Magical girls, interpretive dance, over-the-top British accents and serial killers have very little in common. At least, that’s what I thought until I played Clock Tower 3 for the PlayStation 2. Unlike previous entries in the series, Clock Tower 3 is an action oriented survival-horror game that is 180 degrees from a point and click adventure. Luckily, you don’t need any knowledge of the series to fully enjoy this game and all of its bizarre campiness. In fact, this is my first time playing a game in this series unless you count its spiritual successor: Haunting Ground.
Actually, Clock Tower 3 and Haunting Ground have a lot in common. Both take place in Europe. Both feature female protagonists. Both expect to player to rely more on hiding and evading as opposed to fighting. Chances are you’ll spot the similarities as soon as you start playing. Clock Tower 3 stars Alyssa Hamilton, a 14 year old boarding school student that has returned home after receiving a distressing letter from her mother. When she gets back to the house, it’s clear something isn’t right. Her mom is missing and a weird man dressed in black has taken up residency. As she further explores the house, she finds magical holy water and ends up in England during World War I. No, I’m not making this up. That’s how whacky this game is. I’m guessing that the creators wanted to have fun in a “horror movies that are so bad that they’re good” sort of way in creating Clock Tower 3. I can tell you that they succeeded.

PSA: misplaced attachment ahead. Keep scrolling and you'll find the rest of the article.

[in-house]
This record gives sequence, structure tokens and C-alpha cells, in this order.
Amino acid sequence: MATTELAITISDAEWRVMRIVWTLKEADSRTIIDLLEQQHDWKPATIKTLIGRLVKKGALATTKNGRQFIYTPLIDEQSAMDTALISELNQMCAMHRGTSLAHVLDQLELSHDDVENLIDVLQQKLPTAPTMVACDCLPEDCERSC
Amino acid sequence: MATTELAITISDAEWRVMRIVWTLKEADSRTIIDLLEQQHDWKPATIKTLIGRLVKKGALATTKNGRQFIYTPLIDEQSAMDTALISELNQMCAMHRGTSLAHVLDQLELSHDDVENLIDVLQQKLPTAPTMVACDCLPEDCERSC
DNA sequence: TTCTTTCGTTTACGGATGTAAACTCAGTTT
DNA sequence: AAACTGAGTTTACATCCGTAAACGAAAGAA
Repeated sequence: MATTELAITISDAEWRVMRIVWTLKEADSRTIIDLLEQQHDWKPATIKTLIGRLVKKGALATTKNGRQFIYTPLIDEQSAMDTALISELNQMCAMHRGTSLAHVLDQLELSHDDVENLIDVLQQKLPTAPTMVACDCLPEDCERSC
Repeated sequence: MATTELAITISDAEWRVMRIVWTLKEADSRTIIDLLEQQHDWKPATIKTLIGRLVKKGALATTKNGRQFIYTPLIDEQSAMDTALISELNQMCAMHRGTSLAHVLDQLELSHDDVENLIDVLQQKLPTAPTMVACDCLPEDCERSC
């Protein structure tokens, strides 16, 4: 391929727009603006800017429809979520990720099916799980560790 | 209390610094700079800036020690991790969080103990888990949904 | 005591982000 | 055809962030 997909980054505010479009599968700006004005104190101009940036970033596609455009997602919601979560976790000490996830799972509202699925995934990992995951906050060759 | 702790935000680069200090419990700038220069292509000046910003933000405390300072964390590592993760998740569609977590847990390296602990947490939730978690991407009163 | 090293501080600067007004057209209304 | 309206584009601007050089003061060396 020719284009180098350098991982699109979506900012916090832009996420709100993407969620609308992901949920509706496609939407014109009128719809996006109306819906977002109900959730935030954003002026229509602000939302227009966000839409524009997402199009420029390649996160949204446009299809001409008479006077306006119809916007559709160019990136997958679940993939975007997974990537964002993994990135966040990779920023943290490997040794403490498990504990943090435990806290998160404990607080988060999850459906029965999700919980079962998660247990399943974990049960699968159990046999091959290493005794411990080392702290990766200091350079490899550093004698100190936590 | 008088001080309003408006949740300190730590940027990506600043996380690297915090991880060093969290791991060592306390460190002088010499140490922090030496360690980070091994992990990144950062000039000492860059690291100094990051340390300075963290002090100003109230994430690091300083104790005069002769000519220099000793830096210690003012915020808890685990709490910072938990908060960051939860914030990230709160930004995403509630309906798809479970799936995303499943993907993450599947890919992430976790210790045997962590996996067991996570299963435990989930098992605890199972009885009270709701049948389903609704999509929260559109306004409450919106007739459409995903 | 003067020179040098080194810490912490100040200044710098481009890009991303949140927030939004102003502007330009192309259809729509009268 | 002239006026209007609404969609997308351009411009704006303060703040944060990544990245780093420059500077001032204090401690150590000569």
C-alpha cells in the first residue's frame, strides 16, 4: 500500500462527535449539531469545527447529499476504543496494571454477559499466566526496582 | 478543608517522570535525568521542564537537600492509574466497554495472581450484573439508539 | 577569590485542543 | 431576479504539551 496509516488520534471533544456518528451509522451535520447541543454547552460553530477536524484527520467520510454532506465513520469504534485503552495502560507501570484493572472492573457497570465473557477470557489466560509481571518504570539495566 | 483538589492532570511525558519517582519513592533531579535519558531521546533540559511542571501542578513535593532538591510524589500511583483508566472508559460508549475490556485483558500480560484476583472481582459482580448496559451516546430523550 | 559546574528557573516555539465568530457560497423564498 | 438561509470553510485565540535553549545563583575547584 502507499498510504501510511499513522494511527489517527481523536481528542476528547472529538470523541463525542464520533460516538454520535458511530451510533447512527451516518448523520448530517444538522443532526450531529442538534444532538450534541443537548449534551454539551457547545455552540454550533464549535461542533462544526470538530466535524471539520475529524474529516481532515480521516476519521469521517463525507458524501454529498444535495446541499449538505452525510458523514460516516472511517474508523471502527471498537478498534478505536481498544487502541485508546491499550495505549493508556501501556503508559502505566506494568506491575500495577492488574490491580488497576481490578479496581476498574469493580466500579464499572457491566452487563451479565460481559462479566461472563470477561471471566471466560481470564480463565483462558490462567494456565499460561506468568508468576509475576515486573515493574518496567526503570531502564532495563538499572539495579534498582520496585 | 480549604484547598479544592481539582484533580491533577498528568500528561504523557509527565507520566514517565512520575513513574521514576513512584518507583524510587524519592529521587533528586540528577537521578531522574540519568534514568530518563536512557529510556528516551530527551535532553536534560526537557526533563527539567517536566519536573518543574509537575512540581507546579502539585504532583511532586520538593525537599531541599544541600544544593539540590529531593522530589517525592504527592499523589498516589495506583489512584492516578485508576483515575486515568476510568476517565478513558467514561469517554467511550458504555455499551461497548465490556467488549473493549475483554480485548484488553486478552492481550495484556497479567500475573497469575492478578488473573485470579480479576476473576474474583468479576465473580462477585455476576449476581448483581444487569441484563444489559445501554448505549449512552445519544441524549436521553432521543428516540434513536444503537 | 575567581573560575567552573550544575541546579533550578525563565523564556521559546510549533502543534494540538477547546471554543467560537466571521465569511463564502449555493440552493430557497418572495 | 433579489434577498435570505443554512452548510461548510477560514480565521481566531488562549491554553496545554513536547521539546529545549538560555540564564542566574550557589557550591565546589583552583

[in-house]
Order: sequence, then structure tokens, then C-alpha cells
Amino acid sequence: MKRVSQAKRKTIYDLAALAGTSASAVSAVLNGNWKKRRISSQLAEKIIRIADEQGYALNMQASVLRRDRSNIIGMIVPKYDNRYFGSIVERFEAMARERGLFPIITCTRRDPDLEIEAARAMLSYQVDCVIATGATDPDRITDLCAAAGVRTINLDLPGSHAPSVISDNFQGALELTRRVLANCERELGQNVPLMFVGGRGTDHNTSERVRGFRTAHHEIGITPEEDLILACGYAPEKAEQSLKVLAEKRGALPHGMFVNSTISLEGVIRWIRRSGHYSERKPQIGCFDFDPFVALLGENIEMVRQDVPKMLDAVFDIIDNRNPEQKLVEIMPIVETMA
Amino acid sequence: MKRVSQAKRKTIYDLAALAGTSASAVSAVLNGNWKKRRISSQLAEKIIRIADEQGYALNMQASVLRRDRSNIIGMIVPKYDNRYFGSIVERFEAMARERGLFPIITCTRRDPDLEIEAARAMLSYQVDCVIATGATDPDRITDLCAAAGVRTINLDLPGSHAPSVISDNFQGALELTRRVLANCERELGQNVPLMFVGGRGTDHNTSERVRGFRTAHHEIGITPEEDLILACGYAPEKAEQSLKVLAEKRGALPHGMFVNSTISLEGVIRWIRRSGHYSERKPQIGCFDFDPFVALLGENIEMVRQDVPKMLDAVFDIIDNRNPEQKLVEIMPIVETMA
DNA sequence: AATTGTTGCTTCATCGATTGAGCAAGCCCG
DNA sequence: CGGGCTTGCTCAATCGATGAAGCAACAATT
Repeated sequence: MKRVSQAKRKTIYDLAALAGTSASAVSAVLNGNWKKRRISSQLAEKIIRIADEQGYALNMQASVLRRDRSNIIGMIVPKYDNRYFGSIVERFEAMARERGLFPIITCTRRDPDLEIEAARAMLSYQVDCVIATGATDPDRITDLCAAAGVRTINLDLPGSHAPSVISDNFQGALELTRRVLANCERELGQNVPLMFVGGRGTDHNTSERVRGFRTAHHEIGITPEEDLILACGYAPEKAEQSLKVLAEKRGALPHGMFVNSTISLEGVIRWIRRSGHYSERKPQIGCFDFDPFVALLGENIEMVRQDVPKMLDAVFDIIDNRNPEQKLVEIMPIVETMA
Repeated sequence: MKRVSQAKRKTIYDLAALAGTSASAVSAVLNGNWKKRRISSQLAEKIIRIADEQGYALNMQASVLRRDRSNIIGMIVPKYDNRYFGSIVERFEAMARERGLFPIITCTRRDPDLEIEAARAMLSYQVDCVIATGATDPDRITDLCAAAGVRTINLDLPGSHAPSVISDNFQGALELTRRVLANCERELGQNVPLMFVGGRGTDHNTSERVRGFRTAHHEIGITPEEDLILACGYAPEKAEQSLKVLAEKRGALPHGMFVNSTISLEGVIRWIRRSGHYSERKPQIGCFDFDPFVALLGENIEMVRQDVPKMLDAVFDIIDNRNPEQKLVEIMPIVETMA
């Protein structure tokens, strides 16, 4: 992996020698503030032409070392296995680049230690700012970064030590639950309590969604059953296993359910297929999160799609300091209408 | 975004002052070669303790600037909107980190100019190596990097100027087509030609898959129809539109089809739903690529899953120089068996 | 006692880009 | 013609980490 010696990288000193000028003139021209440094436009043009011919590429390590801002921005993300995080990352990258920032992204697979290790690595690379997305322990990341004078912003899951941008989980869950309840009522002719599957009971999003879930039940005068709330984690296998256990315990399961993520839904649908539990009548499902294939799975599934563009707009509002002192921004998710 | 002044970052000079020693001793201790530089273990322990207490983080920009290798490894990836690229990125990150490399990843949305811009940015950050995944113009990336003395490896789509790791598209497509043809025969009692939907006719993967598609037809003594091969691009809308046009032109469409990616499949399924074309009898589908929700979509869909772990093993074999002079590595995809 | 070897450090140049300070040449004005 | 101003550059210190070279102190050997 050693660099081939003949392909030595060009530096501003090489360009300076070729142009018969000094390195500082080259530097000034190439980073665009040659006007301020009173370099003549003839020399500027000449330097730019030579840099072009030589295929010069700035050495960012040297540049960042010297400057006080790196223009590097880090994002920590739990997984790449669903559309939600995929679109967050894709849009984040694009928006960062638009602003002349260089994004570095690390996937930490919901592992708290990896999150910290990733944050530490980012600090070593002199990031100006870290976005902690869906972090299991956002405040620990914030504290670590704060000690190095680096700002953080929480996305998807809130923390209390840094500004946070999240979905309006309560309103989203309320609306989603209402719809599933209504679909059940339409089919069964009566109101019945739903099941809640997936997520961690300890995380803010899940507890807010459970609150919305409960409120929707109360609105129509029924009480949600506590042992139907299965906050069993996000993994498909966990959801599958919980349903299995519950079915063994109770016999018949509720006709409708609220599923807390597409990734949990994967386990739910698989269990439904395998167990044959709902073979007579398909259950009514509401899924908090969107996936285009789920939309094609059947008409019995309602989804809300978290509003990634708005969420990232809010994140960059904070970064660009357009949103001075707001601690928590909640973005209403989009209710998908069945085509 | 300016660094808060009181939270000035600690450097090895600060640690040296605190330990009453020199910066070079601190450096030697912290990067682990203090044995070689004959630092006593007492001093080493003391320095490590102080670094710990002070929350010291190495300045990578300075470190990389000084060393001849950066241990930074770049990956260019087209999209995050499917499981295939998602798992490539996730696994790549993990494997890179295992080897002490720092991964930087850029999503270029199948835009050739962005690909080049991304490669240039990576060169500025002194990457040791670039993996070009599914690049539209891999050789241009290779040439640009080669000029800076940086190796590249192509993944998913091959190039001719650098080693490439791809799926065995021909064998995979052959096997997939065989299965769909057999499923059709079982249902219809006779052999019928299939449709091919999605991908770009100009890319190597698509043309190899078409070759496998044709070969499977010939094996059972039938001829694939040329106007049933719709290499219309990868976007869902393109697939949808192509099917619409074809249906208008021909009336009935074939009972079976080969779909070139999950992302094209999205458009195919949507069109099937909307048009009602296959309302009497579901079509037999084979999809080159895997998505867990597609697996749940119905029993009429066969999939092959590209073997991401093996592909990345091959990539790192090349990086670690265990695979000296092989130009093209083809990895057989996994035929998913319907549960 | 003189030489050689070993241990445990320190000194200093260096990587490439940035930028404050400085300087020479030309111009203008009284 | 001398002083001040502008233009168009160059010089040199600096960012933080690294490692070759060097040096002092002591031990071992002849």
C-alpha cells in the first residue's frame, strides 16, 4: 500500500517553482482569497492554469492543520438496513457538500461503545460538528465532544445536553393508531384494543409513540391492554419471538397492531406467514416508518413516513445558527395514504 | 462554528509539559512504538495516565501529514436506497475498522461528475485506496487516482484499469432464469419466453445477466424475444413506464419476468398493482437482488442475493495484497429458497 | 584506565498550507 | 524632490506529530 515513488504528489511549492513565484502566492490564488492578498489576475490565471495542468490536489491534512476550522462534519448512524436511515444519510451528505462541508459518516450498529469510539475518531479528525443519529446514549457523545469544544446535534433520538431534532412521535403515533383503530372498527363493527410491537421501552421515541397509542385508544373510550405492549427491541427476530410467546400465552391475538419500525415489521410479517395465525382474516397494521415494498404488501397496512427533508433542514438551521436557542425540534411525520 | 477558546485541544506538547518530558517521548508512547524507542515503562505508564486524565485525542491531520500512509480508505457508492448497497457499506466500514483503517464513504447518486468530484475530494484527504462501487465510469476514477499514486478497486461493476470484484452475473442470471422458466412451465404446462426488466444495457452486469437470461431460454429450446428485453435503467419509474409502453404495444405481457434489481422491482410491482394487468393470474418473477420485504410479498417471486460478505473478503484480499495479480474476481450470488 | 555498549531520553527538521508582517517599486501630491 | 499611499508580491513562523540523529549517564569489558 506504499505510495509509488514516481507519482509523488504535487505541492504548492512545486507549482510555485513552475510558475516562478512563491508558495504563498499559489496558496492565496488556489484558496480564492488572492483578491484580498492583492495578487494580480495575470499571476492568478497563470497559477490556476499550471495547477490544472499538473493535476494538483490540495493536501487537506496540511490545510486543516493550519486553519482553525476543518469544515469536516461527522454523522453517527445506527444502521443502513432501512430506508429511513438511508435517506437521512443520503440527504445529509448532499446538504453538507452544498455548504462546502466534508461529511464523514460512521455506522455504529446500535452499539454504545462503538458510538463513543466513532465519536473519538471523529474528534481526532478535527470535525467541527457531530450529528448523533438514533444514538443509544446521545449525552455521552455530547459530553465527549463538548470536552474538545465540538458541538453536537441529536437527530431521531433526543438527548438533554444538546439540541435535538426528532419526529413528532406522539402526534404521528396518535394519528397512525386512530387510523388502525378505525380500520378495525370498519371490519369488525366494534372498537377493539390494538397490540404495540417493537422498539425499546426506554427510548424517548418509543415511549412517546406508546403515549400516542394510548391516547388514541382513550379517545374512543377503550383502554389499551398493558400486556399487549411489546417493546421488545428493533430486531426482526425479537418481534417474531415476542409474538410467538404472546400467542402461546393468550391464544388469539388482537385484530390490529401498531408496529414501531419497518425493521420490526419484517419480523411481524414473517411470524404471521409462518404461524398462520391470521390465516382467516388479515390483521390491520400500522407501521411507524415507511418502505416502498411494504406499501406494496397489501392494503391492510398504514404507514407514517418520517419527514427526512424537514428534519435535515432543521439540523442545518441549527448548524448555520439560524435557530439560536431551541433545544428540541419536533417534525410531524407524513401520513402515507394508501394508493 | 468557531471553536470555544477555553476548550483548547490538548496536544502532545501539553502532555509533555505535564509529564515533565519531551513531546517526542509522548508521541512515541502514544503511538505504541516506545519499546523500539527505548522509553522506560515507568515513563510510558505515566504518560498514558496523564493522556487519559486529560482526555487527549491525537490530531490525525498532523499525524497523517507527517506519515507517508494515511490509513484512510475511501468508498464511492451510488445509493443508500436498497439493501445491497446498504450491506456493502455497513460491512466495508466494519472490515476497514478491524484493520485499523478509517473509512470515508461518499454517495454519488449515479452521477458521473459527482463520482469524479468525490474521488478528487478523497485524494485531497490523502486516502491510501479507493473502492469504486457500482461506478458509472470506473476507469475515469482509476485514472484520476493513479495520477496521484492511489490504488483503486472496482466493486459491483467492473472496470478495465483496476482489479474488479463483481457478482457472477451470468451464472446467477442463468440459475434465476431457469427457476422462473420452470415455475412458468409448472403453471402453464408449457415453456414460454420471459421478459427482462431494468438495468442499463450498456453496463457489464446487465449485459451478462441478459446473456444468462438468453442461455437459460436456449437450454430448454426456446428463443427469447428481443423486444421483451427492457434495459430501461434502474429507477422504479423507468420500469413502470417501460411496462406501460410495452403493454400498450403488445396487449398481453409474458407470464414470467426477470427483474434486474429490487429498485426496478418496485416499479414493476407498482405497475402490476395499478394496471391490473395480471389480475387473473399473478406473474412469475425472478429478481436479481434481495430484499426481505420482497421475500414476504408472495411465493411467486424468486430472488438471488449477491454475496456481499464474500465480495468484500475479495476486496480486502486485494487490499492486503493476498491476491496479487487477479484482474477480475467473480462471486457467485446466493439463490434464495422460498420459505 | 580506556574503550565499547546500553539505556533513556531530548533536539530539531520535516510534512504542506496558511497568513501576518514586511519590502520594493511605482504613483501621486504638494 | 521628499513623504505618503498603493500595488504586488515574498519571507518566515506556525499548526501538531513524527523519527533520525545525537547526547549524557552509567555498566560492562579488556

Aside from finding mommy dearest, Alssya’s goal is to soothe the souls of spirits that were killed before their time by serial killers. Clock Tower 3 is divided into chapters. In each chapter, Alyssa needs to avoid the designated serial killer, find items to solve puzzles and/or set souls free, eventually confront the serial killer a one on one battle, and then soothe the soul of its main victim with a key item. That’s the basics of Clock Tower 3 and, for the most part, it’s a good time. During the beginning of the chapter, Alyssa will learn about the victims from documents or newspaper clippings. At the start, you need to avoid the serial killer by hiding in certain places or interacting with the environment. Alyssa is a slow runner, so you have to be ready at all times for the serial killer. She can find collectible items to help her, which is a blessing because whenever Alyssa gets attacked, or even when the killer’s attack misses, her Panic Meter will rise. Once it reaches maximum, she will have a panic attack. The screen will become jumbled and she will be hard to control. Items can be used to deplete this meter, and they should be used since the game will end if Alyssa gets attacked during a panic attack.
It’s a neat idea, but some technical issues and a shifting camera cause it to lose its charm after the hundredth time. Alyssa will stand still when she starts to regain her composure, leaving her open to attacks. Also, the camera will shift perspective in various areas which will cause her to get caught by walls, trees, etc. Still, it’s nothing that most gamers can’t handle. Clock Tower 3 is difficult at first, but eventually you will get used to knowing when to hide and when to advance.